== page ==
Faith

The purpose-driven pineapple tart, with love from The Hiding Place

by Geraldine Tan // January 11, 2019, 6:00 pm

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Bottled blessings: Residents at The Hiding Place pack their handmade pineapple tarts for Lunar New Year sales. Photo by Yeo Kai Wen.

All was quiet as we turned into The Hiding Place, but the toasty scent of buttery pastries baking stirred my appetite as I got off the vehicle.

“We only use SCS butter,” Caleb Tan said proudly, as he led me to where the action was taking place. Tan coordinates the halfway house’s annual pineapple tarts project – managing its timeline, processes and even the procurement of the ingredients.

“I really enjoy making pineapple tarts. Every time, I’m very excited. Wah, today finally start already. Even though it is busy, I really love it!” chimed the former chef on January 5, as The Hiding Place (THP) began its first day of Chinese New Year baking.

Residents and volunteers helping to bake pineapple tarts. Everything from pastry to jam is handmade. Photo by Yeo Kai Wen.

Sweet unity: Residents and volunteers bake the pineapple tarts together. Everything from the pastry to the jam is handmade. Photo by Yeo Kai Wen.

Looking at Tan, 45, one would never have guessed what he was like nine years ago.

On the way to 50 Jalan Lekar, where THP is located, he shared with me his sordid past. Tan was once not only a drug addict but also a trafficker. To fuel his addiction, he resorted to cheating family, friends and neighbours. He was in and out of prisons for most of his adult life.

“I think the real recipe is love. Twenty years on, we are still doing the same thing.” 

But an encounter with God while he was on the run in the Philippines turned his life around. A series of God-orchestrated events led him back to Singapore and, eventually, to THP upon his release from prison.

It was here that the hardened criminal experienced the life-changing power of the Gospel under the watchful care of Pastor Philip Chan and his wife, Christina, who founded THP.

As we approached one of the buildings, Tan introduced me to Sart S, who oversees discipline in the home, and Sart led me to the packing room to sample one of the pineapple tarts.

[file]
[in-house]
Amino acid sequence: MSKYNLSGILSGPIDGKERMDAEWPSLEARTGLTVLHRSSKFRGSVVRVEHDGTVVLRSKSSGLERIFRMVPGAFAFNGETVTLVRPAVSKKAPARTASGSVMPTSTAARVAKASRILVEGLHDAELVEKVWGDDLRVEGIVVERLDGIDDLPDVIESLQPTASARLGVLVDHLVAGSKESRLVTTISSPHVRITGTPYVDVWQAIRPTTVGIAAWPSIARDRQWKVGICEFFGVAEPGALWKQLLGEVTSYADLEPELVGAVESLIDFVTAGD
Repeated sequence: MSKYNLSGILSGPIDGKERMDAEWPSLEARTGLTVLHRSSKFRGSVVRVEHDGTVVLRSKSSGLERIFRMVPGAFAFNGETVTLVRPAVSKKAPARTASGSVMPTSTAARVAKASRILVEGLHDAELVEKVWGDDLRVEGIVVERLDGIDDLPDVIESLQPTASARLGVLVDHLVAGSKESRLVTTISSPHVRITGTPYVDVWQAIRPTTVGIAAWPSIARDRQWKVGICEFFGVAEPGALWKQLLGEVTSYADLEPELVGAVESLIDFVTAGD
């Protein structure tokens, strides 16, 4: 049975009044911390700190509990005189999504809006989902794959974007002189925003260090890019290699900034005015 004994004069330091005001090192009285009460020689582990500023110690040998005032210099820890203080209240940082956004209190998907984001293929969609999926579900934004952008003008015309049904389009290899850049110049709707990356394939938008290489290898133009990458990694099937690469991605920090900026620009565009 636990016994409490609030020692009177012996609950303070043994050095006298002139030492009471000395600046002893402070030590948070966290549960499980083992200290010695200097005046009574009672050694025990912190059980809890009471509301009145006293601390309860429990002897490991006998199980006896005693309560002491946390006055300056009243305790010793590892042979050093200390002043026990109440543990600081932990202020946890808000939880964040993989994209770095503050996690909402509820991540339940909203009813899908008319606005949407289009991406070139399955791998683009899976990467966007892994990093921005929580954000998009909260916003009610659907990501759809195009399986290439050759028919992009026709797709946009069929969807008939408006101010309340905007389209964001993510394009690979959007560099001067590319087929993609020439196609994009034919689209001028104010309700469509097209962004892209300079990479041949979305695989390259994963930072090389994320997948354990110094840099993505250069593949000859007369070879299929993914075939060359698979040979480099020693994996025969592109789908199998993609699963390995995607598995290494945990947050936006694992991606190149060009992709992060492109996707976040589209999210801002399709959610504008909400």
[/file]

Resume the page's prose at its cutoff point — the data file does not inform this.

“We never put in any extra things,” he beamed proudly. 

Taste and see

The pastry was fragrant, rich and crumbly. The pineapple jam was well caramelised, with just the right amount of sweetness and chew. The combination was a clear winner with me, and I understood instantly how THP manages to sell 6,000 bottles of tarts during the Chinese New Year period.

“I don’t want to say there’s a secret recipe or not lah! I think the real recipe is love,” Sart, 64, offered. “A lot of love has been put into this. Twenty years on, we are still doing the same thing.” 

A resident sifting flour, preparing the next batch of pastry. THP uses 2,500kg of flour and 3,000 sticks of SCS butter every Chinese New Year. Photo by Geraldine Tan.

Whisks of love: Flour is sifted diligently by residents, in preparation for the next batch of pastry. THP uses 2,500kg of flour every Chinese New Year. Photo by Geraldine Tan.

To produce 150,000 tarts, they require about 12,000 kilogrammes of fresh pineapples to be skinned, grated and cooked, 3,000 sticks of SCS butter and 2,500 kilogrammes of flour.

In all, it’s a mammoth task for the 16 residents and a dozen staff. But the load has been lightened by volunteers.

Wey Lon (second from right), together with his cell group members from Adam Road Presbyterian Church putting the pineapple jam, which has been cooked for 4 hours, into moulds. Photo by Yeo Kai Wen.

Moulded to perfection: Quek Wey Lon (second from right) and his cell group members from Adam Road Presbyterian Church shaping the pineapple jam. Photo by Yeo Kai Wen.

Business owner Quek Wey Lon, who has been volunteering for the last five years, brought his cell group from Adam Road Presbyterian Church to help for the first time on January 5.

“Sometimes we think we are helping them by making pineapple tarts, right? Actually, it’s the other way around.”

“For me, it’s a humbling experience. Sometimes we think we are helping them by making pineapple tarts, right? Actually, it’s the other way around,” said Quek, 53, whose faith has been strengthened by the transformation in the residents’ lives. He hopes the experience of witnessing the power of God to make all things new (2 Corinthians 5:17) will do the same for his cell group members.

Moored to victory

The idea of baking pineapple tarts for sale was first mooted by Pastor Philip. After he received a bottle from a church member, he asked if she would teach the residents in the home and she readily agreed.